2

Well, for one, these functors are closed under composition; for example, if you have natural transformations $\tau : \mathbf 1 \to F, \eta : \mathbf 1 \to G$, you get natural transformations $\mathbf 1 \to FG$ and $\mathbf 1 \to GF$. You have natural transformations $\mathbf 1 \to F^n$ for all $n$. I like to think of a natural transformation $\mathbf 1 \to ...


5

Let $A_i$ be the objects of a diagram and $L$ the a limit of the diagram. Pushing through your functor gives the diagram $\hom(-, A_i)$ and you want to show that $\hom(-, L)$ is it's limit. So suppose you have a contravariant functor $F$ and natural transformations $F \to \hom(-, A_i)$. I'm guessing you need to know how to define $F \to \hom(-, L)$. ...


1

Both the product and coproduct of a family of sets $X_i$ are given as the disjoint union $\coprod X_i$ of sets together with the relations $$\left\{(a, a) \in \left(\coprod X_i\right) \times X_j \ \middle| \ \forall a \in X_j\right\}$$ and $$\left\{(a, a) \in X_j \times \left(\coprod X_i\right) \ \middle| \ \forall a \in X_j\right\}.$$


2

The question is answered by Zhen Lin in the comment. Morphisms of subobjects (resp. quotients) are defined as morphisms of the underlying objects which are compatible with the inclusion morphism (resp. projection morphism). And of course Mac Lane mentions this.


4

The group algebra is a functor $\mathsf{Grp} \to \mathsf{Alg}_K$ which is left adjoint to the "group of units" functor $\mathsf{Alg}_K \to \mathsf{Grp}$, $A \mapsto A^\times$. It is defined for all unital $K$-algebras. No non-trivial ring has the property that its underlying semigroup is a group, because $0$ is not invertible. If $V$ is some $K$-module, ...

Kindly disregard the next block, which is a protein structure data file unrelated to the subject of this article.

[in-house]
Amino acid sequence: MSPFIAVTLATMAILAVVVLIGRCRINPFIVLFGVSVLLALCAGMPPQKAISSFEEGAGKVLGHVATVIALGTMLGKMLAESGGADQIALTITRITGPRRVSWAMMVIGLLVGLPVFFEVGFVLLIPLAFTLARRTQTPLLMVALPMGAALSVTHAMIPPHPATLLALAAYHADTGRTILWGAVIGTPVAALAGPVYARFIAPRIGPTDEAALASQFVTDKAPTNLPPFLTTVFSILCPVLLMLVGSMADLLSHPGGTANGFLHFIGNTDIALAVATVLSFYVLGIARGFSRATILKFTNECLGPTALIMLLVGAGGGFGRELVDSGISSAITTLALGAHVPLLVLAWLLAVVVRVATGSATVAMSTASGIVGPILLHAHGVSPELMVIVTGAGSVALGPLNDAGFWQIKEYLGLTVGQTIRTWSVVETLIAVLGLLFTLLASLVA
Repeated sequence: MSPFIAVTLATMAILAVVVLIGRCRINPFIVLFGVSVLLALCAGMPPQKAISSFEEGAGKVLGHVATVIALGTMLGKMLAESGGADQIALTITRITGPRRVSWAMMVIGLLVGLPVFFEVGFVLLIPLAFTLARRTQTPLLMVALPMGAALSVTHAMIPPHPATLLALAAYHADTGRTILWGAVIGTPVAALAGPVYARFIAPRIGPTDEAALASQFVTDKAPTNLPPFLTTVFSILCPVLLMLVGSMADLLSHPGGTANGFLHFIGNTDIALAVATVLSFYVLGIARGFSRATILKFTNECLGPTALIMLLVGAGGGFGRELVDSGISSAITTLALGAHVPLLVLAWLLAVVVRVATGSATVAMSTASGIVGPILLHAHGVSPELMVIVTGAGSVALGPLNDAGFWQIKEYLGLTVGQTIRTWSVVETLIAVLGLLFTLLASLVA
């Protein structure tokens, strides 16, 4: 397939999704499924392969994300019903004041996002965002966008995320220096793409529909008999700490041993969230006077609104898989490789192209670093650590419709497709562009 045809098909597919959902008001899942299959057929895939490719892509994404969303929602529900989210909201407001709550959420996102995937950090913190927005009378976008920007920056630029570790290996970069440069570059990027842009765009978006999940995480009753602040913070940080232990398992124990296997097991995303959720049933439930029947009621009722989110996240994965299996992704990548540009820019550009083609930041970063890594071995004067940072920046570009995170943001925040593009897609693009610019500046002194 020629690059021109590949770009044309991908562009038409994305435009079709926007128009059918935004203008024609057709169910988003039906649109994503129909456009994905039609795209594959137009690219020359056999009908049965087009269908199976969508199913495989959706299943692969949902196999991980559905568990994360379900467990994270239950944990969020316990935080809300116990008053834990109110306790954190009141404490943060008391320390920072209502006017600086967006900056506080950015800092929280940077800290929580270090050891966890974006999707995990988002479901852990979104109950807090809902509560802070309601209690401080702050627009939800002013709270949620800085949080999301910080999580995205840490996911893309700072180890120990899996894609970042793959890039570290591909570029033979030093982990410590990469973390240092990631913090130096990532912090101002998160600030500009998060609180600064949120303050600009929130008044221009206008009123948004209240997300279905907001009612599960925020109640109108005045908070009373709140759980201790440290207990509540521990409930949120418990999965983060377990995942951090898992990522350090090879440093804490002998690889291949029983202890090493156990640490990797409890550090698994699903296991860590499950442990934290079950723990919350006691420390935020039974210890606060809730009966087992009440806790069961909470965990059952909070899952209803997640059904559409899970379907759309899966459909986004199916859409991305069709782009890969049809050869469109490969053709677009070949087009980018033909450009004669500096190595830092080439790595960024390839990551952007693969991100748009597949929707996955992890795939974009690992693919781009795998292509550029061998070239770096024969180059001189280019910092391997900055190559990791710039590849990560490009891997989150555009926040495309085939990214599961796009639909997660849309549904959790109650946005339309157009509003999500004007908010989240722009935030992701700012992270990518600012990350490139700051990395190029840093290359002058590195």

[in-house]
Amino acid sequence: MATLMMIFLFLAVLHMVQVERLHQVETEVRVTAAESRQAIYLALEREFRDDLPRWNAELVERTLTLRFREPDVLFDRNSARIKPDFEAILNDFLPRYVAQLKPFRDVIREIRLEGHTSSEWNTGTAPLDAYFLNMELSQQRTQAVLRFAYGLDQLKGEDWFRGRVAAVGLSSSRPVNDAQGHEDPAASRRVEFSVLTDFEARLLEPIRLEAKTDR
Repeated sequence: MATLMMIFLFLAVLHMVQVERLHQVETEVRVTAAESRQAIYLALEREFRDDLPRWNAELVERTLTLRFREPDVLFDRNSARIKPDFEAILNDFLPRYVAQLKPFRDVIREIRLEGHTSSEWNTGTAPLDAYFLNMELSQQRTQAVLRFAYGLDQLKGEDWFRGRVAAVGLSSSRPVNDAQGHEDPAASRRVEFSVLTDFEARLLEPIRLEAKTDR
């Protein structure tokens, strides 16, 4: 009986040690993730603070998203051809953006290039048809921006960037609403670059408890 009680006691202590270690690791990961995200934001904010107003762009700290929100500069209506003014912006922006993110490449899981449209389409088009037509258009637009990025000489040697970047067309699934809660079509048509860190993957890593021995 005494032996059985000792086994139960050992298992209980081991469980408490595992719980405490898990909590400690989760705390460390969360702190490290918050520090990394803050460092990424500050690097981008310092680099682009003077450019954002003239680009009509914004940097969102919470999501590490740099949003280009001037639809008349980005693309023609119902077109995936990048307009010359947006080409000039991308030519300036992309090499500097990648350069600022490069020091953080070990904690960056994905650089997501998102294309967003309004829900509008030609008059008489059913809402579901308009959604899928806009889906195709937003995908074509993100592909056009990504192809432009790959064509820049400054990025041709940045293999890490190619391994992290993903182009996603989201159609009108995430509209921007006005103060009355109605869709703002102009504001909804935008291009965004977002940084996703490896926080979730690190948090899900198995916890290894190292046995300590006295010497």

3

The localization of a ring $A$ at a multiplicative submonoid $S$ is the initial ring under $A$ in which $S$ is sent to units. (i.e. there's a localization map $A\to S^{-1}A$ and if $S$ goes to units in $f:A\to B$ then $f$ factors uniquely through $A\to S^{-1}A$.) Diagrammatically, a unit is just an element whose action by multiplication is an isomorphism. A ...


1

Any ring can be viewed as an additive category with one object and the endomorphisms of that object given by the elements of the ring. Then Gabriel-Zisman localization applied to this special case recovers the usual localization of a ring at a multiplicative subset of elements. This makes sense even when the ring is not commutative, and then one recovers ...


2

The category $\mathcal{C}$ of all group actions is complete and cocomplete. First, observe that there is an evident forgetful functor $U : \mathcal{C} \to \mathbf{Set} \times \mathbf{Set}$ that preserves and creates limits. You can also check that $U : \mathcal{C} \to \mathbf{Set} \times \mathbf{Set}$ preserves and creates filtered colimits. With further ...


1

Let me try fixing context and notation first. So ${\mathscr C}$ is a Cartesian closed category, and if $f: B\times X\to Y$ is a morphism in ${\mathscr C}$, we denote $\lambda_X f: B\to Y^X$ the adjoint/$\lambda$-closure of $f$ with respect to $X$. Then, given $g: A\to B$, you're asking for a proof of $$(\lambda_X f)\circ g = \lambda_X (A\times ...


1

$F$ won't be covariant, but rather a contravariant functor. If $X \to Y$ is a morphism, this induces a natural transformation $- \times X \to - \times Y$, which in turn induces a natural transformation $\hom(-,R^Y) \cong \hom(- \times Y,R) \to \hom(- \times X,R) \cong \hom(-,R^X)$, i.e. a morphism $R^Y \to R^X$.


2

I guess you want to prove that, given a morphism $f: A\to B$ and a subobject $j: S\rightarrowtail B$ with cokernel $\pi: B\twoheadrightarrow\text{coker}(S\rightarrowtail B)$ (in an abelian category), you have $f$ factoring through $j$ if and only if $\pi\circ f=0$? For the direction "$\Leftarrow$" note that any monomorphism is the kernel of its cokernel. ...


1

Suppose that $F$ takes s.e.s. of chain complexes of vector spaces to l.e.s. of vector spaces. Suppose that the objects of $F(0 \to A^{\bullet} \to B^{\bullet} \to C^{\bullet} \to 0)$ are $H^0(A)$, $H^0(B)$, $H^0(C)$, $H^1(A)$, etcetera and that the maps $H^i(A) \to H^i(B)$ and $H^i(B) \to H^i(C)$ are the standard ones. Suppose that $F$ commutes with direct ...


2